No deal ‘means months of Dover chaos’

Scottish Daily Mail - - Countdown To Brexit D-day - By Daniel Mar­tin Pol­icy Editor

CHAN­NEL ports could be plunged into six months of chaos if Bri­tain leaves the EU with­out a deal, min­is­ters claimed last night.

They said fer­ries from Dover and Folke­stone and Chan­nel Tun­nel traf­fic could be se­verely dis­rupted un­til the end of Septem­ber next year.

The tur­moil could be so bad that lor­ries car­ry­ing med­i­cal sup­plies will have to be given pri­or­ity at the ports.

Plans have also been drawn up for vi­tal drugs to be flown in. Min­is­ters are even con­sid­er­ing or­der­ing phar­ma­cists to ra­tion medicines in the event of short­ages.

Yes­ter­day Kent Coun­cil warned that grid­locked roads on the way to Dover could lead to a range of knock-on ef­fects in­clud­ing bod­ies left un­buried and waste go­ing un­col­lected. The risk of a no-deal Brexit has in­creased as it looks in­creas­ingly likely that Theresa May’s deal with Brus­sels will be re­jected by MPs on Tues­day.

The warn­ing about six months of chaos was con­tained in a let­ter sent by Health Sec­re­tary Matt Han­cock to the phar­ma­ceu­ti­cal in­dus­try and NHS bod­ies.

He said: ‘The re­vised... plan­ning as­sump­tions show that there will be sig­nif­i­cantly re­duced ac­cess across the short straits, for up to six months.

‘This is very much a worst-case sce­nario; how­ever, as a re­spon­si­ble govern­ment, we have a duty to plan for all sce­nar­ios.’

Mr Han­cock also said vi­tal medicines could be flown into the UK or shipped to al­ter­na­tive ports if the UK crashes out of the EU. Med­i­cal sup­plies ‘will be pri­ori­tised on these al­ter­na­tive routes’, he said.

The Health Sec­re­tary added: ‘Our UKwide con­tin­gency plan also con­tains other mea­sures, in­clud­ing ar­range­ments for the air freight of medicines with a short shelf life.’ Mr Han­cock also sug­gested that cur­rent plans to have drug firms stock­pile six weeks’ worth of sup­plies might not go far enough. The Times re­ported that plans be­ing con­sulted on by the Depart­ment of Health would en­able min­is­ters to is­sue a ‘se­ri­ous short­age pro­to­col’ for phar­ma­cies, al­low­ing them to al­ter or change pre­scrip­tions to pre­serve drug sup­plies.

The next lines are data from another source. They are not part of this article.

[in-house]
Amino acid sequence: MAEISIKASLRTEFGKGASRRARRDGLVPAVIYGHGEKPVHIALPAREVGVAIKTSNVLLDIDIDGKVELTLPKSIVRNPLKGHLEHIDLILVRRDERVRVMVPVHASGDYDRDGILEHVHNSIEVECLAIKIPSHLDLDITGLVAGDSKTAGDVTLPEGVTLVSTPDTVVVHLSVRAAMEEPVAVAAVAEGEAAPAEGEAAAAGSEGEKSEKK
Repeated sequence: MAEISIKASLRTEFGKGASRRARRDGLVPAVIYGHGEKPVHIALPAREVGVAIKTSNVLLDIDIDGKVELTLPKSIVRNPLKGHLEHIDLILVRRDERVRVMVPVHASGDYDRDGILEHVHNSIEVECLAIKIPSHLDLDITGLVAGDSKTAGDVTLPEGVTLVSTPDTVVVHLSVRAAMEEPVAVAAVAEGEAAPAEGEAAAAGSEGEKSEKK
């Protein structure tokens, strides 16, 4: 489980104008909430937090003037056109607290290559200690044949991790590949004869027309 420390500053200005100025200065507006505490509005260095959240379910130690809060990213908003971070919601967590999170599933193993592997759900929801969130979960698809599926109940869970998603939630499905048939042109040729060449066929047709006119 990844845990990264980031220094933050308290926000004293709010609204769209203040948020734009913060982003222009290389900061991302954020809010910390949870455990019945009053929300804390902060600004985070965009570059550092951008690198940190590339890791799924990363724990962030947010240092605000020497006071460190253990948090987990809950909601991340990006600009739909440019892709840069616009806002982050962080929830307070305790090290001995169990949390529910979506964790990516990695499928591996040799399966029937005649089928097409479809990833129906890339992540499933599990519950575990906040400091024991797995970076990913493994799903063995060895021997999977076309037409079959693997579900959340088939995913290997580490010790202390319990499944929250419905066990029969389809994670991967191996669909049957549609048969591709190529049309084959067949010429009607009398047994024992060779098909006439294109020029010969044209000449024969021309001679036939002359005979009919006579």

Mr Han­cock told Ra­dio 4’s To­day pro­gramme: ‘This is some­thing we are con­sult­ing on.’ In a sep­a­rate doc­u­ment, Kent Coun­cil warned that bod­ies may re­main un­col­lected and chil­dren might miss ex­ams due to grid­locked roads in the event of a nodeal Brexit.

It said refuse could blight the streets and food de­liv­er­ies could be dis­rupted as the county copes with 10,000 lor­ries parked or stacked on its roads.

The 17-page re­port laid bare the pos­si­bil­ity of ‘pro­longed dis­rup­tion’. It could re­sult in staff short­ages in ar­eas such as so­cial care and the de­liv­ery of medicines, the coun­cil said. And the coro­ner ser­vice ‘could face dif­fi­cul­ties with the trans­port of the de­ceased to post mortem or body stor­age fa­cil­i­ties... and travel by pathol­o­gists to mor­tu­ary to con­duct post mortems’.

Leaked govern­ment pa­pers sug­gest Ire­land could suf­fer more from a no-deal Brexit than the UK, with a pro­jected 7 per cent drop in GDP com­pared to 5 per cent for Bri­tain.

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